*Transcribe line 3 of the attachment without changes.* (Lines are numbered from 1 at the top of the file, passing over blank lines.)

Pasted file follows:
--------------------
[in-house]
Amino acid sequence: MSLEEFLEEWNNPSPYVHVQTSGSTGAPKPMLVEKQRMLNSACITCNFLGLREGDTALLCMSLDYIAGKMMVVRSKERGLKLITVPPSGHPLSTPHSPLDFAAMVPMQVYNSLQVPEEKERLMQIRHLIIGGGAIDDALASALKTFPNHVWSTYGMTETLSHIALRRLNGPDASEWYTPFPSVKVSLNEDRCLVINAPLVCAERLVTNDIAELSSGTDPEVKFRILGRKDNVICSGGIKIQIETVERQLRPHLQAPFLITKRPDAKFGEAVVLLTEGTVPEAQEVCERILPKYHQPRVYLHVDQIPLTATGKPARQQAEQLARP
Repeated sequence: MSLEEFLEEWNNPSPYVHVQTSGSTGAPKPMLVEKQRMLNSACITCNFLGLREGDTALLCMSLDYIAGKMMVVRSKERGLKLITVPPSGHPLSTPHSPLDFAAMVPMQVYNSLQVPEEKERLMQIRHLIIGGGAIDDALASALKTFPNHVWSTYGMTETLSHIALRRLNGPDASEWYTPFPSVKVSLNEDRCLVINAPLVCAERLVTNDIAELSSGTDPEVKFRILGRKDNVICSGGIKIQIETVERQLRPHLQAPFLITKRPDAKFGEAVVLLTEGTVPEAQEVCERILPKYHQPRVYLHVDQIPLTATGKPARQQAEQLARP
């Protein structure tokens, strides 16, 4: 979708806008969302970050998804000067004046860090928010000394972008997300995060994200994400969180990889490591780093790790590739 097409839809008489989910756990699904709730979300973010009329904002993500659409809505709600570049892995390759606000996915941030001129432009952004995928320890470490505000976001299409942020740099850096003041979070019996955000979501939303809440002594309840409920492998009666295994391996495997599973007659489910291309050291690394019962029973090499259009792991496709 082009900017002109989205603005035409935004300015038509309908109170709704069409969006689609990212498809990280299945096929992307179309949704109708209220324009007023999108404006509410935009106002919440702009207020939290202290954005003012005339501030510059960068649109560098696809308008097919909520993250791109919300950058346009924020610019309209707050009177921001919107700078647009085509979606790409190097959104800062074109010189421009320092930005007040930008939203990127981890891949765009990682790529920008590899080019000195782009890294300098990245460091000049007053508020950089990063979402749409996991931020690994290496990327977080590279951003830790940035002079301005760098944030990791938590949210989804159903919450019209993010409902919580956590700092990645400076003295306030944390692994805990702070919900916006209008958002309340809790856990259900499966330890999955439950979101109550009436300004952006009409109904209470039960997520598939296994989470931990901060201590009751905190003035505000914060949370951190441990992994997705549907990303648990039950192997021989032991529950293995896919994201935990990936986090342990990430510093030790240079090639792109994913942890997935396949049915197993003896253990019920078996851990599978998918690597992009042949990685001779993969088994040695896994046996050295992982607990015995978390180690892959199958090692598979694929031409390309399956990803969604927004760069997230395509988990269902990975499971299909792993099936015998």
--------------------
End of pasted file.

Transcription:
Repeated sequence: MSLEEFLEEWNNPSPYVHVQTSGSTGAPKPMLVEKQRMLNSACITCNFLGLREGDTALLCMSLDYIAGKMMVVRSKERGLKLITVPPSGHPLSTPHSPLDFAAMVPMQVYNSLQVPEEKERLMQIRHLIIGGGAIDDALASALKTFPNHVWSTYGMTETLSHIALRRLNGPDASEWYTPFPSVKVSLNEDRCLVINAPLVCAERLVTNDIAELSSGTDPEVKFRILGRKDNVICSGGIKIQIETVERQLRPHLQAPFLITKRPDAKFGEAVVLLTEGTVPEAQEVCERILPKYHQPRVYLHVDQIPLTATGKPARQQAEQLARP